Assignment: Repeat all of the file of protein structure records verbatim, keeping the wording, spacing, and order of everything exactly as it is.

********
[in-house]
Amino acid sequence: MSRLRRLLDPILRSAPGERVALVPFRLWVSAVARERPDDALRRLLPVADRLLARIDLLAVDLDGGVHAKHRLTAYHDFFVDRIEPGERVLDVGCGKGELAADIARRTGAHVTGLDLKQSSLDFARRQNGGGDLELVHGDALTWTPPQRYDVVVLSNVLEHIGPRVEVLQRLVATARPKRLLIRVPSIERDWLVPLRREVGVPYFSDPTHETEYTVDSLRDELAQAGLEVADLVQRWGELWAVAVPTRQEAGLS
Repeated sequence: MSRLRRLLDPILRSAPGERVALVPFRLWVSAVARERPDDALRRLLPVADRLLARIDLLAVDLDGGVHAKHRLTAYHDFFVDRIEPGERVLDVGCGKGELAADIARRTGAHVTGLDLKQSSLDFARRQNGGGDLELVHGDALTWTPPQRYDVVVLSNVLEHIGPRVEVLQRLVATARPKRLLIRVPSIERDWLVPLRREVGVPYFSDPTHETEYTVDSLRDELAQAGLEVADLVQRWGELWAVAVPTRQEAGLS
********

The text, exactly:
[in-house]
Amino acid sequence: MSRLRRLLDPILRSAPGERVALVPFRLWVSAVARERPDDALRRLLPVADRLLARIDLLAVDLDGGVHAKHRLTAYHDFFVDRIEPGERVLDVGCGKGELAADIARRTGAHVTGLDLKQSSLDFARRQNGGGDLELVHGDALTWTPPQRYDVVVLSNVLEHIGPRVEVLQRLVATARPKRLLIRVPSIERDWLVPLRREVGVPYFSDPTHETEYTVDSLRDELAQAGLEVADLVQRWGELWAVAVPTRQEAGLS
Repeated sequence: MSRLRRLLDPILRSAPGERVALVPFRLWVSAVARERPDDALRRLLPVADRLLARIDLLAVDLDGGVHAKHRLTAYHDFFVDRIEPGERVLDVGCGKGELAADIARRTGAHVTGLDLKQSSLDFARRQNGGGDLELVHGDALTWTPPQRYDVVVLSNVLEHIGPRVEVLQRLVATARPKRLLIRVPSIERDWLVPLRREVGVPYFSDPTHETEYTVDSLRDELAQAGLEVADLVQRWGELWAVAVPTRQEAGLS